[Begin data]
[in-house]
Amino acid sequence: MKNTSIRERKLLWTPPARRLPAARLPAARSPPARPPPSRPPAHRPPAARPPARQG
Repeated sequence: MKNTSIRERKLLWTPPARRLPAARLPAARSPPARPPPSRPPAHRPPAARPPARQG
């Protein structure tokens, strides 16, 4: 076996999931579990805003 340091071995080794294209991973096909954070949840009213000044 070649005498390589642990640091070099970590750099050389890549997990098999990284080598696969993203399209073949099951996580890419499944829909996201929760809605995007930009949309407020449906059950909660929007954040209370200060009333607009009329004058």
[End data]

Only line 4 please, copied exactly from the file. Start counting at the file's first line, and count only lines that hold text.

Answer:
């Protein structure tokens, strides 16, 4: 076996999931579990805003 340091071995080794294209991973096909954070949840009213000044 070649005498390589642990640091070099970590750099050389890549997990098999990284080598696969993203399209073949099951996580890419499944829909996201929760809605995007930009949309407020449906059950909660929007954040209370200060009333607009009329004058």